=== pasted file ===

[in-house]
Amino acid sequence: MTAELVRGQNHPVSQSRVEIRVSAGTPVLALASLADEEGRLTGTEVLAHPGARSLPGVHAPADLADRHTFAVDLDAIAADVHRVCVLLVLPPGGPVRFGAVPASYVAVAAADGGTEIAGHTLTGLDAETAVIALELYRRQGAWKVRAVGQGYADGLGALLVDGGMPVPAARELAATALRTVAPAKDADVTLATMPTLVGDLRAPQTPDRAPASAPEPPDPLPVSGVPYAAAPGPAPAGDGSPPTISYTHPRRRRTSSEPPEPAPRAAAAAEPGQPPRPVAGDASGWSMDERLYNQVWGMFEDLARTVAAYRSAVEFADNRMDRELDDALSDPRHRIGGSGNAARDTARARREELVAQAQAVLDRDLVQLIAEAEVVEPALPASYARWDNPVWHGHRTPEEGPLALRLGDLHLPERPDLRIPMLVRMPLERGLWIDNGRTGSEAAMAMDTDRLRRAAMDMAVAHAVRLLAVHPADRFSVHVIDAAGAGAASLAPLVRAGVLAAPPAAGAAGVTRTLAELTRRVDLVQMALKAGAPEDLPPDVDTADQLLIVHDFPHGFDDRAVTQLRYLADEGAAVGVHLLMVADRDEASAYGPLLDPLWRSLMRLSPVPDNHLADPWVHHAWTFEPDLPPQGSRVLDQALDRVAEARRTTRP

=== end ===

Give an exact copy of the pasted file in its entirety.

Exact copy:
[in-house]
Amino acid sequence: MTAELVRGQNHPVSQSRVEIRVSAGTPVLALASLADEEGRLTGTEVLAHPGARSLPGVHAPADLADRHTFAVDLDAIAADVHRVCVLLVLPPGGPVRFGAVPASYVAVAAADGGTEIAGHTLTGLDAETAVIALELYRRQGAWKVRAVGQGYADGLGALLVDGGMPVPAARELAATALRTVAPAKDADVTLATMPTLVGDLRAPQTPDRAPASAPEPPDPLPVSGVPYAAAPGPAPAGDGSPPTISYTHPRRRRTSSEPPEPAPRAAAAAEPGQPPRPVAGDASGWSMDERLYNQVWGMFEDLARTVAAYRSAVEFADNRMDRELDDALSDPRHRIGGSGNAARDTARARREELVAQAQAVLDRDLVQLIAEAEVVEPALPASYARWDNPVWHGHRTPEEGPLALRLGDLHLPERPDLRIPMLVRMPLERGLWIDNGRTGSEAAMAMDTDRLRRAAMDMAVAHAVRLLAVHPADRFSVHVIDAAGAGAASLAPLVRAGVLAAPPAAGAAGVTRTLAELTRRVDLVQMALKAGAPEDLPPDVDTADQLLIVHDFPHGFDDRAVTQLRYLADEGAAVGVHLLMVADRDEASAYGPLLDPLWRSLMRLSPVPDNHLADPWVHHAWTFEPDLPPQGSRVLDQALDRVAEARRTTRP